Referring now to FIG. 2, each delegate class can define a constructor that is passed the specification of an object method. An argument to a delegate constructor must typically be an expression of the form:

Addressof [<expression>.]<methodname>

Employing the stub 210, enables relaxation of artificial restrictions and extension of delegates associated with the VB programming language. The stub 210 can replace an impermissible expression in the programming language, to leverage the existing permissible expressions. Accordingly, the stub 210 can provide an exact match such that if a form is acceptable for functions, a parallel form becomes acceptable for delegates. Thus, for example a restriction in visual basic that requires creation of a delegate upon existence of an exact match can be relaxed.

Additional optimizations can also be introduced, for example, considering

  • B2=Ctype (F (Ctype (B1, A)), B)

F is called with a C type of B1 and F expects an A, and a C type is performed for a result. B1 is being converted to an A, nonetheless it is already known that B is an A, and likewise F returns a C and is being converted to a B. As such, conversion on the result is not performing any additional act, because such is already the case. Conceptually, if no exact match exists the VB compiler performs such actions in a first step, and if such conversions do not perform anything, they can be removed, as described in detail infra.

FIG. 3 illustrates an expression wherein for a scenario that is not an exact match; B is taken to return a B, and F takes an A and returns a C. As such, the function performs an exact match, where a B is taken and a B is returned. Accordingly, instead of “Address of F”, “Address of Fexact” can be employed.

  • Dim DF AS DAddress of Fexact.

In the above example, the stub employed to create an exact match is in the form of:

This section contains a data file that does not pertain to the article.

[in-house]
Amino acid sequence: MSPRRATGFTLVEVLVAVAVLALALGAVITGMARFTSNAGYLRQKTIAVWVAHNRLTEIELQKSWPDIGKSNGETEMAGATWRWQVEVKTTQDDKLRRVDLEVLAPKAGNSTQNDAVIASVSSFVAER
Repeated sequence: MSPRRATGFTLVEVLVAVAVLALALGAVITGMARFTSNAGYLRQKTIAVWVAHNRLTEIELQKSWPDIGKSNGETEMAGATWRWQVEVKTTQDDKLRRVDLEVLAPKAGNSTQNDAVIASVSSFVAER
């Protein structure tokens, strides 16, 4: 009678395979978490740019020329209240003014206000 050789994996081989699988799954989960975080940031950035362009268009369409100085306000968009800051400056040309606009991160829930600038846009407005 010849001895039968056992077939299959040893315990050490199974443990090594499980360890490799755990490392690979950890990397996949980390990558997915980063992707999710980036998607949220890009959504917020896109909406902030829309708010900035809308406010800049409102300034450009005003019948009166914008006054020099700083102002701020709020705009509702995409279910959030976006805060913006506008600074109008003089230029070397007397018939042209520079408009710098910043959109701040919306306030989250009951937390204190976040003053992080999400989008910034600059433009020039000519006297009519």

• Function Fexact. (X As B) As B

The VB compiler is already capable of calling F using a B and returning a B. Likewise FIG. 4 illustrates a similar expression for a Function G, wherein X as B returns a B, and returns G of C type of C, (similar to what VB would have done in a call.) Accordingly, a conversion is placed and functions defined when an exact match does not exist.

Referring now to FIG. 5, a methodology in accordance with an aspect of the subject invention is illustrated. While the exemplary method is illustrated and described herein as a series of blocks representative of various events and/or acts, the subject innovation is not limited by the illustrated ordering of such blocks. For instance, some acts or events may occur in different orders and/or concurrently with other acts or events, apart from the ordering illustrated herein, in accordance with the innovation. In addition, not all illustrated blocks, events or acts, may be required to implement a methodology in accordance with the subject innovation. Moreover, it will be appreciated that the exemplary method and other methods according to the innovation may be implemented in association with the method illustrated and described herein, as well as in association with other systems and apparatus not illustrated or described. Initially and at 510, a stub can be supplied to form an exact match. Subsequently and at 520 the supplied stub can convert an impermissible delegate call to an allowed function call. As such, a requirement for check of exact match can be transferred from delegate creation to function call, and artificial restrictions described in detail supra can be relaxed at 540.